L1 (1st Lumbar Vertebra)

The L1 vertebra is the uppermost or superior of the five (5) lumbar vertebrae below the thoracic vertebrae and above the fixed vertebrae of the sacrum. As the major weight-bearing bones of the spine, the lumbar vertebrae are the largest of the movable or true vertebrae, with substantial ventral bodies or centrums that are more wide than deep. As the superior or uppermost lumbar vertebra, the L1 connects to the thoracic vertebrae at the T12 vertebra, which conforms to the anatomical formation...

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    Full L1 (1st Lumbar Vertebra) Description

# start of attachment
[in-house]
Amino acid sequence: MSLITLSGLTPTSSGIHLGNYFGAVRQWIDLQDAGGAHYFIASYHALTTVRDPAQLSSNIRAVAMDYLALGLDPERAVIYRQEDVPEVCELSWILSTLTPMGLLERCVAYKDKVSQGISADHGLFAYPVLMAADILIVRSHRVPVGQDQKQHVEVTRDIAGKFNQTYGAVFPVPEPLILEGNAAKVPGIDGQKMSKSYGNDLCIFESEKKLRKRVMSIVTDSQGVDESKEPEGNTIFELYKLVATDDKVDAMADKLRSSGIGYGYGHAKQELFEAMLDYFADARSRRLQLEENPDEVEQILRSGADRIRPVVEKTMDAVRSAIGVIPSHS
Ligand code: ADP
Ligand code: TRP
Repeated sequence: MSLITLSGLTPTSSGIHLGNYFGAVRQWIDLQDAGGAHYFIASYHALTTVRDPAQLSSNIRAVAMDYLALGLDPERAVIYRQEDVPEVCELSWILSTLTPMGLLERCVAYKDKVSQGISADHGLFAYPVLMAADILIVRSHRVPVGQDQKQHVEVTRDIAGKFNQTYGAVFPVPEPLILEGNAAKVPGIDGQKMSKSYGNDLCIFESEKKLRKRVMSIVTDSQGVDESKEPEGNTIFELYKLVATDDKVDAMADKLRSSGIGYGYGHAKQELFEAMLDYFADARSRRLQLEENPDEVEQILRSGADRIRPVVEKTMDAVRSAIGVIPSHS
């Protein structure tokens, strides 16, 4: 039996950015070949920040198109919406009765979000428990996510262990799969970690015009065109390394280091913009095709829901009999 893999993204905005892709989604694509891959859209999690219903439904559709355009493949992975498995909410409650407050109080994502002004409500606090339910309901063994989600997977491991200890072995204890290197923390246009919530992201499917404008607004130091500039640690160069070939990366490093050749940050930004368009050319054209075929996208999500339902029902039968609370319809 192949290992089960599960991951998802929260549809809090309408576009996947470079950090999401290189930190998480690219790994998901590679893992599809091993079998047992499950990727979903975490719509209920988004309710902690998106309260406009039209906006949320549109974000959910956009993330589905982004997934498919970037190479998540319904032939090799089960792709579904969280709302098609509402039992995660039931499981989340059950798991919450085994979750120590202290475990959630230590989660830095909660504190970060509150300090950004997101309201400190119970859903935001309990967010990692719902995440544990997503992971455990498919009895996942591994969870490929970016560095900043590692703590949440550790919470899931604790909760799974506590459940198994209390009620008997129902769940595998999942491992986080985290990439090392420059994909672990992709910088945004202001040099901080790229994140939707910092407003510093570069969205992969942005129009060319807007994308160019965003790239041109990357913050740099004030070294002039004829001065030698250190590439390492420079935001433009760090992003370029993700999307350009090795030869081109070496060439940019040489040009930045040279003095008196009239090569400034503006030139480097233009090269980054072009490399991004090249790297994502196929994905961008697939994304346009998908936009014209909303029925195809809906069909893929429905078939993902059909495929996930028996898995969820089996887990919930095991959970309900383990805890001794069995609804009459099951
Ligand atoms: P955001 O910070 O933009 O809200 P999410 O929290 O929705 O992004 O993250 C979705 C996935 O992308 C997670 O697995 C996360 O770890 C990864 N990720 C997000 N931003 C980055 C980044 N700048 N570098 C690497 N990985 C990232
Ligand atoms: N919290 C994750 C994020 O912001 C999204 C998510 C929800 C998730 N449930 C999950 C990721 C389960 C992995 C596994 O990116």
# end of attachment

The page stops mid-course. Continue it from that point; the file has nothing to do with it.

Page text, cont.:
[Continued from above] . . . of the lumbar region of the spine. A concave articular surface on the superior side of the cylindrical centrum matches the convex inferior section of the T12. Intervertebral discs made of cartilaginous connective tissue cushion the joints above and below to protect and support the spinal column. The vertebral arch includes strong, short, and wide laminae; substantial pedicles; long, thin transverse processes; and a fairly rectangular spinous process that extends almost horizontally from the body of the L1 vertebra. An articular process emanates from the vertebral arch between the pedicle and transverse process on each side, with a superior process and facet articulating with the T12 vertebra and an inferior process and facet articulating with the L2. Within the vertebral arch, the vertebral foramen is triangular and larger than in the thoracic vertebrae (though smaller than in the cervical spine). Like the other lumbar vertebrae, the L1 vertebra is noteworthy for the lack of transverse foramina in the transverse processes, and also by the lack of facets to either side of the centrum.